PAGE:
Wednesday, June 18, 2008

Intervista nel Futuro

From the 23rd Century, near a place in Tuscaremma, called Montalcinapaia.

Q. Montalcinapaia has changed, so it seems. What is the most important change, in your opinion, in wine in the last 200 years?
A. For one, we are a dry area, very arid now. Ever since the Wind War of 2059-69, this area has relied more on natural species for their survival skills than for their elegance. But we have found out that if we work in this minimal environment, we can coax a lot out of the soil.

Q. Tell us in the past a little about the wine you are making in your time?

A. Interesting that you would ask, because right now we are seeing an interest in bringing back Sangiovosso to the vineyards. After LVMH's Castello Banfi was leveled by a tornado ( see picture) and the community decided to establish a wind farm on the property once owned by Banfi, Antinori and Argiano, the area had been left to go wild. The earthquake cycle of 2101-12 also contributed to re-arranging the area. The whole time we had stories of the robots who worked on the windmills telling us about a vine that would grow up on the posts of the giant rotors. But because the area is so hot we rarely send humans out to investigate in the spring and the summer.
Anyway, we have been making wine from Frappatocino and Nero D’Avellino, because they seemed more suitable for the region. But we are investigating these wild vines from around the ruins of LVMH's Banfi property.

Q. Any other developments in the past 200 years or so?

A. This area now has been active in growing the blue Agave. We can concentrate the spirit and use it sparingly. Since we learned that drinking more than 2 glasses a day of red wine was harmful, in the 22nd century, we stepped back from overproducing wine and have sought to supplement our farming and our diet with more appropriate products.

Q. Agave, that was pretty drastic wasn’t it, getting a succulent from Central America to replace a large part of your wine production?
A. You mean like the tomato and the potato? We were searching for sustainable spirits and agave was best suited to our world. We were very fortunate that the Sicilian grapes did well in Tuscany and that we were able to save them before Southern Italy was forever altered.

Q. Back in 2000, there was a lot of talk about the so called International varieties, Cabernet, Merlot, Syrah, that kind of thing. What has happened to them in your world?

A. When the Chaîne des Puys came back to life and erupted in 2076 in France, that changed everything for Bordeaux and Burgundy. And then 10 years later when Duppacher Weiher spewed, that brought Germany to their knees. We have actually been very lucky in Central Italy. Southern Italy, that is another story. What happened though was that winemakers and farmers were looking for crops to grow that were self sustaining and didn’t need fertilizers and little water.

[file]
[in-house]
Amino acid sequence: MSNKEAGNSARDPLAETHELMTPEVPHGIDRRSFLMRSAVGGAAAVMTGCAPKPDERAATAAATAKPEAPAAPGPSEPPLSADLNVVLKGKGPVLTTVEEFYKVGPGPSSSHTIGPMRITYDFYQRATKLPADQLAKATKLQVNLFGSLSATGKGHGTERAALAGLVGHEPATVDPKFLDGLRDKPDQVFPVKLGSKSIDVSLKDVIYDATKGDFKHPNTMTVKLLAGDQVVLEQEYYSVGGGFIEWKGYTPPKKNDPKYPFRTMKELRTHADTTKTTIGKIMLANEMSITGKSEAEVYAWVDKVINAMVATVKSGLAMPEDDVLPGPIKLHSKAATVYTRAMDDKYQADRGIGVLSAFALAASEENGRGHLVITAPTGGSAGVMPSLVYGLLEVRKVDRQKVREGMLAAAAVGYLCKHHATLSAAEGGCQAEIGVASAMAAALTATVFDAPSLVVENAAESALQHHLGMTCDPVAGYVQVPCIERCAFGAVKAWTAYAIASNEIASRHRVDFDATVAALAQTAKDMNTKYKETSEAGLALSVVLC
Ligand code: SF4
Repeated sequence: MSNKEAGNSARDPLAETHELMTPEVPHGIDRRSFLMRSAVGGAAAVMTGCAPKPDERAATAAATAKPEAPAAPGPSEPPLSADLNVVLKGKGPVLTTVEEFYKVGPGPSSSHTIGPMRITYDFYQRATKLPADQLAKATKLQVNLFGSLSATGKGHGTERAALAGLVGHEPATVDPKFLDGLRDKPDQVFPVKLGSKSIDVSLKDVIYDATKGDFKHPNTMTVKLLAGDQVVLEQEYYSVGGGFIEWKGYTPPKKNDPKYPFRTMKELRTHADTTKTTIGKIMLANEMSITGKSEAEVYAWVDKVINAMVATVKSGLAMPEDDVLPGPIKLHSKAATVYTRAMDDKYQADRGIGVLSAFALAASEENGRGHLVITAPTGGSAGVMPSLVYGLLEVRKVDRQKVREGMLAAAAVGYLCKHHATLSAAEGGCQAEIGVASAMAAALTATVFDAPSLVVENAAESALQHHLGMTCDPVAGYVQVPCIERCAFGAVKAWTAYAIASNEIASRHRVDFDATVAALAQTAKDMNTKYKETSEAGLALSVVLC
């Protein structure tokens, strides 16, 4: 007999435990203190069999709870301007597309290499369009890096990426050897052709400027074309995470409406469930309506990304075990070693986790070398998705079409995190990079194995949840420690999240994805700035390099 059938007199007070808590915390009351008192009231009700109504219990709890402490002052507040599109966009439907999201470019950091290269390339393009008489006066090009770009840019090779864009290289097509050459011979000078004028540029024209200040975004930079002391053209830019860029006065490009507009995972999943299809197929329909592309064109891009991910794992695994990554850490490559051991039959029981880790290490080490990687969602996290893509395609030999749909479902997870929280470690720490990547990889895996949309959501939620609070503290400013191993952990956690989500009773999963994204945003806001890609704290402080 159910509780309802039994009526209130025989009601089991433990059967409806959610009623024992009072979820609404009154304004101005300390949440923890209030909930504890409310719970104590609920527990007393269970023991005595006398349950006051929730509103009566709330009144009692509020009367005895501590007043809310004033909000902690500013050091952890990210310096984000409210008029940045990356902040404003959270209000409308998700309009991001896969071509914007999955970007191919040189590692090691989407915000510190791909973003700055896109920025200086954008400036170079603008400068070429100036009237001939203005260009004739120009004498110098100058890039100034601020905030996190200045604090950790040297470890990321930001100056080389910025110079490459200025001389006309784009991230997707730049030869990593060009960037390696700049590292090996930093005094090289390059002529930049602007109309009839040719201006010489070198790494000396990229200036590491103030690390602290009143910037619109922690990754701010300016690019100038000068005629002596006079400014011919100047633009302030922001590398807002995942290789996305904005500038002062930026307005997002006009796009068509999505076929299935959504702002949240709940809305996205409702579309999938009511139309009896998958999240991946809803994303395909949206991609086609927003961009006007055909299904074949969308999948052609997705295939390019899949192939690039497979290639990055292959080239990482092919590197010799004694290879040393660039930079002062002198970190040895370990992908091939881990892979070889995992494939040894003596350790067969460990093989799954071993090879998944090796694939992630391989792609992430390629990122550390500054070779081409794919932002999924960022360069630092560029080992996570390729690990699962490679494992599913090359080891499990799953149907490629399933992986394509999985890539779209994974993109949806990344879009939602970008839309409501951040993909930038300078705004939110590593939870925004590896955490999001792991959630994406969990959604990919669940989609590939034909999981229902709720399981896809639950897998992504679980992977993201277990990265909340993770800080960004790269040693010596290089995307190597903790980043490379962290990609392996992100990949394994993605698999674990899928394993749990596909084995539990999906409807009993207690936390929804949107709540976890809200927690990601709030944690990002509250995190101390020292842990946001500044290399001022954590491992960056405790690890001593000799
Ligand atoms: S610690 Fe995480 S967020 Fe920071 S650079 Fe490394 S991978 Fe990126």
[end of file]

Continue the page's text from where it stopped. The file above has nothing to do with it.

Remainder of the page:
Q. And what role does science play in winemaking these days?

A. It’s very important. Now we need ways to help the plant work on their own and since enology met nanology it has been a great boost. Now we can develop the grapes, via nanology, to notify the winery when they are ready to be harvested. We harvest berry by berry and so our yields have not really suffered. But because we are now a world population of 63 billion, the demand is still great. Another development is the birth of new fruits that we can harvest in space, the extra-terroir-estrial varieties, like Vitus Veronellus and Vitus Iacuccius. These have been heaven sent. The best (and now, the only) Riesling comes from a space station that circles the moons of Venus, from a variety called Vitus Theisus-Shiroshekar.

Q.What about the idea of alcohol in culture and society?

A. What a strange question. I'm not sure I understand the context. With the world being almost 2/3 Hinduslam and meat eating and alcohol seen as part of a life style for the privileged, this has had some social repercussions. Getting around on the land hover vehicles now is seen as a quaint but particulare’ amusement for the Gigglionaires. But really now alcohol isn’t taboo with the eastern religions, it’s more a problem that the governments still try and tax and regulate it, to fund their space colonization programs.

Q. If I could have brought one thing from 2008 for you, what would you have wanted?

A. Water.

Q. If I could give you information from 2008, what would you want to know?

A. Nothing really. We have survived the Wind War, the Tornadic era and we have skirted the Volcanic era. We have been very fortunate. But there is one mystery you might be able to clear up for us. We have these ancient bottles of wine, from the 2003, that we found at the estates where the wind farms now are. One was called Brunello and the other was called Duemilatre. Could you please tell us what those wines were?

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